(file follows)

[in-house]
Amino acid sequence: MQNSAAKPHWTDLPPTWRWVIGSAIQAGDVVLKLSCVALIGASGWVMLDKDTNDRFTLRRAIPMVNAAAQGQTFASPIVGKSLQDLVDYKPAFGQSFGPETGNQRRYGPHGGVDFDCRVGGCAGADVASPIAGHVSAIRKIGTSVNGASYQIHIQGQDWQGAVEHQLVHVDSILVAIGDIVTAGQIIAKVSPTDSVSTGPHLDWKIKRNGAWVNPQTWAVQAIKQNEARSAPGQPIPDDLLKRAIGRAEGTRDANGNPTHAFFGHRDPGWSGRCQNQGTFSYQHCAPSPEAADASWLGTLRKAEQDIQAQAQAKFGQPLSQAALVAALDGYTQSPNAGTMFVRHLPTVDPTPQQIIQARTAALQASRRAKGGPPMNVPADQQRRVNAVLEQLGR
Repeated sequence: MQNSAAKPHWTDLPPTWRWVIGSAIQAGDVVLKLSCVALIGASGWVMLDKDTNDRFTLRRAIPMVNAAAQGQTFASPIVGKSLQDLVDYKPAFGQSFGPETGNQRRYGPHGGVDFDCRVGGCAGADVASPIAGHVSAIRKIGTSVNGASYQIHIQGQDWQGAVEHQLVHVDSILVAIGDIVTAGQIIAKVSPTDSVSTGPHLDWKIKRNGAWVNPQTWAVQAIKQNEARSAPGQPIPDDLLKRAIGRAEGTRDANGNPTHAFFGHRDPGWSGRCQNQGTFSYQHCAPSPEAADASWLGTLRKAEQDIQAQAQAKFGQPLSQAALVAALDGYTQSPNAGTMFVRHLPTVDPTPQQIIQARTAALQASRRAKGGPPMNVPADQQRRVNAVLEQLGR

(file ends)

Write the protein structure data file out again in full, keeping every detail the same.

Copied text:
[in-house]
Amino acid sequence: MQNSAAKPHWTDLPPTWRWVIGSAIQAGDVVLKLSCVALIGASGWVMLDKDTNDRFTLRRAIPMVNAAAQGQTFASPIVGKSLQDLVDYKPAFGQSFGPETGNQRRYGPHGGVDFDCRVGGCAGADVASPIAGHVSAIRKIGTSVNGASYQIHIQGQDWQGAVEHQLVHVDSILVAIGDIVTAGQIIAKVSPTDSVSTGPHLDWKIKRNGAWVNPQTWAVQAIKQNEARSAPGQPIPDDLLKRAIGRAEGTRDANGNPTHAFFGHRDPGWSGRCQNQGTFSYQHCAPSPEAADASWLGTLRKAEQDIQAQAQAKFGQPLSQAALVAALDGYTQSPNAGTMFVRHLPTVDPTPQQIIQARTAALQASRRAKGGPPMNVPADQQRRVNAVLEQLGR
Repeated sequence: MQNSAAKPHWTDLPPTWRWVIGSAIQAGDVVLKLSCVALIGASGWVMLDKDTNDRFTLRRAIPMVNAAAQGQTFASPIVGKSLQDLVDYKPAFGQSFGPETGNQRRYGPHGGVDFDCRVGGCAGADVASPIAGHVSAIRKIGTSVNGASYQIHIQGQDWQGAVEHQLVHVDSILVAIGDIVTAGQIIAKVSPTDSVSTGPHLDWKIKRNGAWVNPQTWAVQAIKQNEARSAPGQPIPDDLLKRAIGRAEGTRDANGNPTHAFFGHRDPGWSGRCQNQGTFSYQHCAPSPEAADASWLGTLRKAEQDIQAQAQAKFGQPLSQAALVAALDGYTQSPNAGTMFVRHLPTVDPTPQQIIQARTAALQASRRAKGGPPMNVPADQQRRVNAVLEQLGR